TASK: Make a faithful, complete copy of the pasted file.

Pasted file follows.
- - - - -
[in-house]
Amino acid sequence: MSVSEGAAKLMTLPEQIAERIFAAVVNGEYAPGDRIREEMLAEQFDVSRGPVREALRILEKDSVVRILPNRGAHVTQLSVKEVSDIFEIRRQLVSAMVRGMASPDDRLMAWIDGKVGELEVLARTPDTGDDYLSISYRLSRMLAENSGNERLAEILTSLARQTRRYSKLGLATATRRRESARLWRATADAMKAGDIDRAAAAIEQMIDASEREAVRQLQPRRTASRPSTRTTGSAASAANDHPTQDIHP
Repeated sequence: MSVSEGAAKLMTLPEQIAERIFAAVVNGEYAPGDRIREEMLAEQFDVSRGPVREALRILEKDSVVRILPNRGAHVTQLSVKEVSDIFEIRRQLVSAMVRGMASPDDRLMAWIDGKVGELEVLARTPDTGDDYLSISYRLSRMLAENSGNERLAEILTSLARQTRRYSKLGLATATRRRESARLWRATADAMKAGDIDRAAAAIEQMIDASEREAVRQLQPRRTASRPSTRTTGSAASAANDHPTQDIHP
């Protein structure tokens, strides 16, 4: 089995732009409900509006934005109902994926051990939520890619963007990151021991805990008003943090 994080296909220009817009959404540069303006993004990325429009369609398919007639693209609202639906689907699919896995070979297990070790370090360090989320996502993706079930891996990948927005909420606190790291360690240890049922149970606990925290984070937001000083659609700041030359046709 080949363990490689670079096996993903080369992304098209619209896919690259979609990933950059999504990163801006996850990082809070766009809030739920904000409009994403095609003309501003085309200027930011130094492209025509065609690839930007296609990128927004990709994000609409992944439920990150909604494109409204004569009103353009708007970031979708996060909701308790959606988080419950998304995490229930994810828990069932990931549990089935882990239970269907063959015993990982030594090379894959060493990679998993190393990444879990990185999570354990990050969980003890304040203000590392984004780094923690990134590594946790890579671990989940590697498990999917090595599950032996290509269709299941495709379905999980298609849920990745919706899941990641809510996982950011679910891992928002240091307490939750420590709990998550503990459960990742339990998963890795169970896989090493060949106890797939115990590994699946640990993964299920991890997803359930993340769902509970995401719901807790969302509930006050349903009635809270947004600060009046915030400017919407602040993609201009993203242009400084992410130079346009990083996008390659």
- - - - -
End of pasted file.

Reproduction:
[in-house]
Amino acid sequence: MSVSEGAAKLMTLPEQIAERIFAAVVNGEYAPGDRIREEMLAEQFDVSRGPVREALRILEKDSVVRILPNRGAHVTQLSVKEVSDIFEIRRQLVSAMVRGMASPDDRLMAWIDGKVGELEVLARTPDTGDDYLSISYRLSRMLAENSGNERLAEILTSLARQTRRYSKLGLATATRRRESARLWRATADAMKAGDIDRAAAAIEQMIDASEREAVRQLQPRRTASRPSTRTTGSAASAANDHPTQDIHP
Repeated sequence: MSVSEGAAKLMTLPEQIAERIFAAVVNGEYAPGDRIREEMLAEQFDVSRGPVREALRILEKDSVVRILPNRGAHVTQLSVKEVSDIFEIRRQLVSAMVRGMASPDDRLMAWIDGKVGELEVLARTPDTGDDYLSISYRLSRMLAENSGNERLAEILTSLARQTRRYSKLGLATATRRRESARLWRATADAMKAGDIDRAAAAIEQMIDASEREAVRQLQPRRTASRPSTRTTGSAASAANDHPTQDIHP
């Protein structure tokens, strides 16, 4: 089995732009409900509006934005109902994926051990939520890619963007990151021991805990008003943090 994080296909220009817009959404540069303006993004990325429009369609398919007639693209609202639906689907699919896995070979297990070790370090360090989320996502993706079930891996990948927005909420606190790291360690240890049922149970606990925290984070937001000083659609700041030359046709 080949363990490689670079096996993903080369992304098209619209896919690259979609990933950059999504990163801006996850990082809070766009809030739920904000409009994403095609003309501003085309200027930011130094492209025509065609690839930007296609990128927004990709994000609409992944439920990150909604494109409204004569009103353009708007970031979708996060909701308790959606988080419950998304995490229930994810828990069932990931549990089935882990239970269907063959015993990982030594090379894959060493990679998993190393990444879990990185999570354990990050969980003890304040203000590392984004780094923690990134590594946790890579671990989940590697498990999917090595599950032996290509269709299941495709379905999980298609849920990745919706899941990641809510996982950011679910891992928002240091307490939750420590709990998550503990459960990742339990998963890795169970896989090493060949106890797939115990590994699946640990993964299920991890997803359930993340769902509970995401719901807790969302509930006050349903009635809270947004600060009046915030400017919407602040993609201009993203242009400084992410130079346009990083996008390659």